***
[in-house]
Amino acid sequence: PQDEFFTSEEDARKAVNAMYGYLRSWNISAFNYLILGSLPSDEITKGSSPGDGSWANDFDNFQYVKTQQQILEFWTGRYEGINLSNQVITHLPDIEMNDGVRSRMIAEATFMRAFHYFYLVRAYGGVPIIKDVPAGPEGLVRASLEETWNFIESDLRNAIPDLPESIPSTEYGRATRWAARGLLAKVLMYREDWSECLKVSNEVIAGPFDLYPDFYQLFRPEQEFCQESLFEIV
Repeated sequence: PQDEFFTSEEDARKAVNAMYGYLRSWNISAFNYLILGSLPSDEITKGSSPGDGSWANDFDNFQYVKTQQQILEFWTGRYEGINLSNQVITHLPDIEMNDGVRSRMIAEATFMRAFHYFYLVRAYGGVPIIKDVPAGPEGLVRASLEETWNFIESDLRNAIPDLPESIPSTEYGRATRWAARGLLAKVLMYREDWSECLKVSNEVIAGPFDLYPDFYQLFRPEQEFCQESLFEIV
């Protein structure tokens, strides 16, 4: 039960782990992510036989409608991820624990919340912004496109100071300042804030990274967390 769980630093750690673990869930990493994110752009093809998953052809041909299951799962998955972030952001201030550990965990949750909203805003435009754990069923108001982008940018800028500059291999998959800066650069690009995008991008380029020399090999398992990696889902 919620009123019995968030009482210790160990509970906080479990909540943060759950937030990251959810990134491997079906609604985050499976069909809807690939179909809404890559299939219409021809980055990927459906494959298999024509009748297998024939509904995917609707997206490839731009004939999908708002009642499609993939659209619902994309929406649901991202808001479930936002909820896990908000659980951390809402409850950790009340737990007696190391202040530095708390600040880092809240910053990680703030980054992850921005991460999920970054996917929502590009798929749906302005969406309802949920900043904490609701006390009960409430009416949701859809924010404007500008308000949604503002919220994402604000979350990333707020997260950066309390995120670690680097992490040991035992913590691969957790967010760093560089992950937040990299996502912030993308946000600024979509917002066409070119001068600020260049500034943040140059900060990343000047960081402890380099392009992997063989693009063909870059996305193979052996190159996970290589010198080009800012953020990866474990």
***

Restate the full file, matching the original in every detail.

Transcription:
[in-house]
Amino acid sequence: PQDEFFTSEEDARKAVNAMYGYLRSWNISAFNYLILGSLPSDEITKGSSPGDGSWANDFDNFQYVKTQQQILEFWTGRYEGINLSNQVITHLPDIEMNDGVRSRMIAEATFMRAFHYFYLVRAYGGVPIIKDVPAGPEGLVRASLEETWNFIESDLRNAIPDLPESIPSTEYGRATRWAARGLLAKVLMYREDWSECLKVSNEVIAGPFDLYPDFYQLFRPEQEFCQESLFEIV
Repeated sequence: PQDEFFTSEEDARKAVNAMYGYLRSWNISAFNYLILGSLPSDEITKGSSPGDGSWANDFDNFQYVKTQQQILEFWTGRYEGINLSNQVITHLPDIEMNDGVRSRMIAEATFMRAFHYFYLVRAYGGVPIIKDVPAGPEGLVRASLEETWNFIESDLRNAIPDLPESIPSTEYGRATRWAARGLLAKVLMYREDWSECLKVSNEVIAGPFDLYPDFYQLFRPEQEFCQESLFEIV
């Protein structure tokens, strides 16, 4: 039960782990992510036989409608991820624990919340912004496109100071300042804030990274967390 769980630093750690673990869930990493994110752009093809998953052809041909299951799962998955972030952001201030550990965990949750909203805003435009754990069923108001982008940018800028500059291999998959800066650069690009995008991008380029020399090999398992990696889902 919620009123019995968030009482210790160990509970906080479990909540943060759950937030990251959810990134491997079906609604985050499976069909809807690939179909809404890559299939219409021809980055990927459906494959298999024509009748297998024939509904995917609707997206490839731009004939999908708002009642499609993939659209619902994309929406649901991202808001479930936002909820896990908000659980951390809402409850950790009340737990007696190391202040530095708390600040880092809240910053990680703030980054992850921005991460999920970054996917929502590009798929749906302005969406309802949920900043904490609701006390009960409430009416949701859809924010404007500008308000949604503002919220994402604000979350990333707020997260950066309390995120670690680097992490040991035992913590691969957790967010760093560089992950937040990299996502912030993308946000600024979509917002066409070119001068600020260049500034943040140059900060990343000047960081402890380099392009992997063989693009063909870059996305193979052996190159996970290589010198080009800012953020990866474990």